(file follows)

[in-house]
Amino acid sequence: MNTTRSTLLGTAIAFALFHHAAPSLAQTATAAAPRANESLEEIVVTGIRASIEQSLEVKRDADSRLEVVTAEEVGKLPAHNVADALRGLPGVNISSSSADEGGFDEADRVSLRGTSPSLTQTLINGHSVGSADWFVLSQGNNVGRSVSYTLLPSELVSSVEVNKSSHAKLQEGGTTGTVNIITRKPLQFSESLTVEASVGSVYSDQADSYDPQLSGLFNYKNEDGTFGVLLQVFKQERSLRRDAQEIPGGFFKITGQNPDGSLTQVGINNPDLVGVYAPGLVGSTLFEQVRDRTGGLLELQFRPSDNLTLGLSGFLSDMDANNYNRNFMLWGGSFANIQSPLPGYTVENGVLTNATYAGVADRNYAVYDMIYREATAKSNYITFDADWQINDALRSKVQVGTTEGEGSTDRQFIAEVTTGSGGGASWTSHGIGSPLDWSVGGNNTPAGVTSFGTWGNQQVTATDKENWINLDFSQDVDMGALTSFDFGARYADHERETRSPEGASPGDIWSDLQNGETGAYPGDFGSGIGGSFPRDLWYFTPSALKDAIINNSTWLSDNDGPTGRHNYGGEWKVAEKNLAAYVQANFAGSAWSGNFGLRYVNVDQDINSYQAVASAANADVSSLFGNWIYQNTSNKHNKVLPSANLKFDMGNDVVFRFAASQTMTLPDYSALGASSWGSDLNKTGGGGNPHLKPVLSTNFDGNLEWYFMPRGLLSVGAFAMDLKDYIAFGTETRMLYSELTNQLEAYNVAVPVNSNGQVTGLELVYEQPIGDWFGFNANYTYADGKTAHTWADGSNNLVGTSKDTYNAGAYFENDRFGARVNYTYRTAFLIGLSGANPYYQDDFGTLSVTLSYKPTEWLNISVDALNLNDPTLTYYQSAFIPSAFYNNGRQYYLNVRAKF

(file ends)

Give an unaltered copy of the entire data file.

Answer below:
[in-house]
Amino acid sequence: MNTTRSTLLGTAIAFALFHHAAPSLAQTATAAAPRANESLEEIVVTGIRASIEQSLEVKRDADSRLEVVTAEEVGKLPAHNVADALRGLPGVNISSSSADEGGFDEADRVSLRGTSPSLTQTLINGHSVGSADWFVLSQGNNVGRSVSYTLLPSELVSSVEVNKSSHAKLQEGGTTGTVNIITRKPLQFSESLTVEASVGSVYSDQADSYDPQLSGLFNYKNEDGTFGVLLQVFKQERSLRRDAQEIPGGFFKITGQNPDGSLTQVGINNPDLVGVYAPGLVGSTLFEQVRDRTGGLLELQFRPSDNLTLGLSGFLSDMDANNYNRNFMLWGGSFANIQSPLPGYTVENGVLTNATYAGVADRNYAVYDMIYREATAKSNYITFDADWQINDALRSKVQVGTTEGEGSTDRQFIAEVTTGSGGGASWTSHGIGSPLDWSVGGNNTPAGVTSFGTWGNQQVTATDKENWINLDFSQDVDMGALTSFDFGARYADHERETRSPEGASPGDIWSDLQNGETGAYPGDFGSGIGGSFPRDLWYFTPSALKDAIINNSTWLSDNDGPTGRHNYGGEWKVAEKNLAAYVQANFAGSAWSGNFGLRYVNVDQDINSYQAVASAANADVSSLFGNWIYQNTSNKHNKVLPSANLKFDMGNDVVFRFAASQTMTLPDYSALGASSWGSDLNKTGGGGNPHLKPVLSTNFDGNLEWYFMPRGLLSVGAFAMDLKDYIAFGTETRMLYSELTNQLEAYNVAVPVNSNGQVTGLELVYEQPIGDWFGFNANYTYADGKTAHTWADGSNNLVGTSKDTYNAGAYFENDRFGARVNYTYRTAFLIGLSGANPYYQDDFGTLSVTLSYKPTEWLNISVDALNLNDPTLTYYQSAFIPSAFYNNGRQYYLNVRAKF